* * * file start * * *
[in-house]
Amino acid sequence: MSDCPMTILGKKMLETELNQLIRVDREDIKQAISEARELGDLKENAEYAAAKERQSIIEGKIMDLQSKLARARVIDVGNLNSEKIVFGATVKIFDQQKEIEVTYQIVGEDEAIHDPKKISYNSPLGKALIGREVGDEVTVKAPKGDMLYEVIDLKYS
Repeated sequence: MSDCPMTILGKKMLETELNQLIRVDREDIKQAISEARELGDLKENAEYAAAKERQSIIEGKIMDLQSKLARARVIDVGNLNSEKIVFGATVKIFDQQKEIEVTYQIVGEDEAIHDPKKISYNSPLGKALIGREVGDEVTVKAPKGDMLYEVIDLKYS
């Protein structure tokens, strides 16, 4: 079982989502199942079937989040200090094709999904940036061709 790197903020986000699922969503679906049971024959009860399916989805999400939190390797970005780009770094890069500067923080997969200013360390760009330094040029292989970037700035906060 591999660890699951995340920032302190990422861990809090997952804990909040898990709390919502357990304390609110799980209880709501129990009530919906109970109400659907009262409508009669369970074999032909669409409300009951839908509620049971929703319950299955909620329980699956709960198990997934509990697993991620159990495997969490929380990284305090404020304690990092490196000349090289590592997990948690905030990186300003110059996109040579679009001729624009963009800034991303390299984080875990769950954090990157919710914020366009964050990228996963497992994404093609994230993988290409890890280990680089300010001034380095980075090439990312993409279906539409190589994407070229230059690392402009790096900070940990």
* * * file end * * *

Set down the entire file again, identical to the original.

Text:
[in-house]
Amino acid sequence: MSDCPMTILGKKMLETELNQLIRVDREDIKQAISEARELGDLKENAEYAAAKERQSIIEGKIMDLQSKLARARVIDVGNLNSEKIVFGATVKIFDQQKEIEVTYQIVGEDEAIHDPKKISYNSPLGKALIGREVGDEVTVKAPKGDMLYEVIDLKYS
Repeated sequence: MSDCPMTILGKKMLETELNQLIRVDREDIKQAISEARELGDLKENAEYAAAKERQSIIEGKIMDLQSKLARARVIDVGNLNSEKIVFGATVKIFDQQKEIEVTYQIVGEDEAIHDPKKISYNSPLGKALIGREVGDEVTVKAPKGDMLYEVIDLKYS
């Protein structure tokens, strides 16, 4: 079982989502199942079937989040200090094709999904940036061709 790197903020986000699922969503679906049971024959009860399916989805999400939190390797970005780009770094890069500067923080997969200013360390760009330094040029292989970037700035906060 591999660890699951995340920032302190990422861990809090997952804990909040898990709390919502357990304390609110799980209880709501129990009530919906109970109400659907009262409508009669369970074999032909669409409300009951839908509620049971929703319950299955909620329980699956709960198990997934509990697993991620159990495997969490929380990284305090404020304690990092490196000349090289590592997990948690905030990186300003110059996109040579679009001729624009963009800034991303390299984080875990769950954090990157919710914020366009964050990228996963497992994404093609994230993988290409890890280990680089300010001034380095980075090439990312993409279906539409190589994407070229230059690392402009790096900070940990």